Overall regional goal: rising quality of life for everyone
not progress for some at the expense of others
not progress at the expense of future generations
not economic welath at the expense of social or environmental health
message from the future: create a tool sensistive enough to hear messages from future generations
requires deeper understanding than what we have today
model for understanding quality of life
people choose to live in communities
institutions
policy and spending decisions
poem
we make the decisions
focus is on raising wealth in all three dimensions
life requires a profit
economic embedded within the social and natural systems
topographic map – is it a hill or a valley?
Model forced us to look at high-performing institutions
look at capacities
tools (decisions and institutions)
objectives
why bother to create a model?
Coherence
clarity
continuous improvement
completeness
diminishment of bias, fads
link public with policy, and policy with performance measurement
provides a common frame of reference, more focused and better questions
version 2 tried to compare to peer cities
overuse of comparisons for reasons of measuring competitiveness rather than quality of life
sustainability and triple bottom lines
environment, economic, and social
www.metrooutlook.org
wheel of progress
today's investments create tomorrow's quality of life
how do we create a system that allows us to invest more wisely
Gilda: thank you for this interesting presentation which allows us to reflect on the connections, and on institutions as platforms and spaces for decisions
the point of future generations as a starting hypothesis – can we go from material to quality of life matters later
questions for these two speakers:
?methodology for Council of Europe applied at a country in southern Africa – can we freely apply this method or do we have to create something?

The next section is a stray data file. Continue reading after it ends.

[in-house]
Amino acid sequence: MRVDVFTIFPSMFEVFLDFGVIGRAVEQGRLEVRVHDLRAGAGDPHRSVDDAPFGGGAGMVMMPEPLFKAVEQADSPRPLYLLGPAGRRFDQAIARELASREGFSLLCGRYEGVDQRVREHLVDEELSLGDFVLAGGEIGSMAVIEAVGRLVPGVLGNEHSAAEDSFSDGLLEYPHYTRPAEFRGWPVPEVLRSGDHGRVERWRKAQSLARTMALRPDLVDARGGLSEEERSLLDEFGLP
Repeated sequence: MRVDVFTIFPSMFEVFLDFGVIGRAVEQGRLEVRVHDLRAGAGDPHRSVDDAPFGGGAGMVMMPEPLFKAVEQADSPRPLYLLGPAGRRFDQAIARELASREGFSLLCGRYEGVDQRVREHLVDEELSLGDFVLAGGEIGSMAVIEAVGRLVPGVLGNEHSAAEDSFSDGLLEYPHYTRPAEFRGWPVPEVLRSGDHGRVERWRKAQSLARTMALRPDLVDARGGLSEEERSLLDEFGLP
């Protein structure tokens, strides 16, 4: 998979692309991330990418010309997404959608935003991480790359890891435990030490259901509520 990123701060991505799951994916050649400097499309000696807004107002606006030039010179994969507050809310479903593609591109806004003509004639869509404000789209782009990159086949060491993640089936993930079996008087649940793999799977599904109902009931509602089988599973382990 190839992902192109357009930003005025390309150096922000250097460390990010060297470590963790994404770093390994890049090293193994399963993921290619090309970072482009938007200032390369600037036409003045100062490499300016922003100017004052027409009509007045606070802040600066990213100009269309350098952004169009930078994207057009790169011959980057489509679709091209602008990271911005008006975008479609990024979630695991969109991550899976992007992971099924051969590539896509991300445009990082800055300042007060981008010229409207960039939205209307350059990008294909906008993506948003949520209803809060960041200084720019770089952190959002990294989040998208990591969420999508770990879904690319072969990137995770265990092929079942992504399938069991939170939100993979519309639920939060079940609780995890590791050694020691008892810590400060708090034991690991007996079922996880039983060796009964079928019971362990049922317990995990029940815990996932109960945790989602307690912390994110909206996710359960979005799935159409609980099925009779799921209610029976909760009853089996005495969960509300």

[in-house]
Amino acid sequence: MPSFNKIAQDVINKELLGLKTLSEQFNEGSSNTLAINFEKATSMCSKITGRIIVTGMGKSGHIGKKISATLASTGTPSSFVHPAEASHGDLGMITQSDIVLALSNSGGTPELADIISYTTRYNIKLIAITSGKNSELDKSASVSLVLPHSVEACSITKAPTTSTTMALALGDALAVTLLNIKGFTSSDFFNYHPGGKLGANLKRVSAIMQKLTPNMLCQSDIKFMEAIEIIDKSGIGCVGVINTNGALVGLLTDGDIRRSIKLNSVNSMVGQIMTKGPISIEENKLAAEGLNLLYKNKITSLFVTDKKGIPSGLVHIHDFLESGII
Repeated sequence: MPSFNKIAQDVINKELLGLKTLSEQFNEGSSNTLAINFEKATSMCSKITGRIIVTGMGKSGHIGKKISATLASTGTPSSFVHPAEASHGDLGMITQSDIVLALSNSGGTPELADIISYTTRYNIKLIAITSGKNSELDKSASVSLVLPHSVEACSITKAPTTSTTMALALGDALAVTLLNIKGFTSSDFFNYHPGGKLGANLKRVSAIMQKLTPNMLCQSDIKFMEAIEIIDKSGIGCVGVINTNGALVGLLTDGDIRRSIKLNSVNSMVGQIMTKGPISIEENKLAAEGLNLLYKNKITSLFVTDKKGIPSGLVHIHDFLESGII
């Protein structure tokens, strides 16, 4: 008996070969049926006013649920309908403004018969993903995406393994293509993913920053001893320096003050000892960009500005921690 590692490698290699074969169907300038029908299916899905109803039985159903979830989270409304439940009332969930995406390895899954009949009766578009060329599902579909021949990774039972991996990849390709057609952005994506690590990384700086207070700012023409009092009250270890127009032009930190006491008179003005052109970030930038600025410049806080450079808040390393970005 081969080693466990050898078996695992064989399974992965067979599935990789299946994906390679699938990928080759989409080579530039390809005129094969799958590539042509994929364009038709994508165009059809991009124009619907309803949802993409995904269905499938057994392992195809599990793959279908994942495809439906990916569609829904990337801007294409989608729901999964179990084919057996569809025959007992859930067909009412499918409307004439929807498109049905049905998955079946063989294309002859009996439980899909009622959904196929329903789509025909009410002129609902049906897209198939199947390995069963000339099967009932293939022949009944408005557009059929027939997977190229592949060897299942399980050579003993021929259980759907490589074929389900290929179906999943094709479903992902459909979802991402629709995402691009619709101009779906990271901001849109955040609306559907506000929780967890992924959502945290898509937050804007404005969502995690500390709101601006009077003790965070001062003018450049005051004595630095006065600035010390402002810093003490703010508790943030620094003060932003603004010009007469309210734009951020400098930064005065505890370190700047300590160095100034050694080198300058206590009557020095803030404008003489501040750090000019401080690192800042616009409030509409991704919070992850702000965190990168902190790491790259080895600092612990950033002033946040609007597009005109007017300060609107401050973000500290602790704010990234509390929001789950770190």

Reactions to citizens and indicators in Kansas City?
Do what extent do they show differences in tastes v. discrepancies in fate?
Aim of your indicators – how do they tie in to public? How are they linked to public policy?
For Frank, the work you've been carrying out, are they taken into account by public authorities?
Frank: citizen involvement has been weak. As we develop plans we are much better at involving citizens throughout the region, engaging citizens and make sure we know what they want. Some common threads we can build. Policy makers nod and smile and go on. Metro Outlook version 3 really are going to be tied to policy – determining system-level indicators and program-level indicators to ensure programs support overall goals, another year or so before that's in place.
Samuel: we are building a method with other people, free method, all can use it. Can be done in Brazil. We created an international group to allow a transfer beyond the borders of Europe. Need to see how this works in other contexts. In Latin America there's the Como Vamos approach – need to build links. Our approach isn't gospel, you know.
Romania, their priority was that of governance, while in 14th arrondissement in Paris was about achieving balance in one's own life. In other context, it might be the importance of nature. You will find discrepancies regarding the criteria then you can fine-tune your analysis based on the local input.
Yes, we want to tie in our approached with local authorities, not as a parallel process. The goal is to influence public authorities. How do we influence public authorities? They usually re-analyze their own policies in light of what the citizens are saying.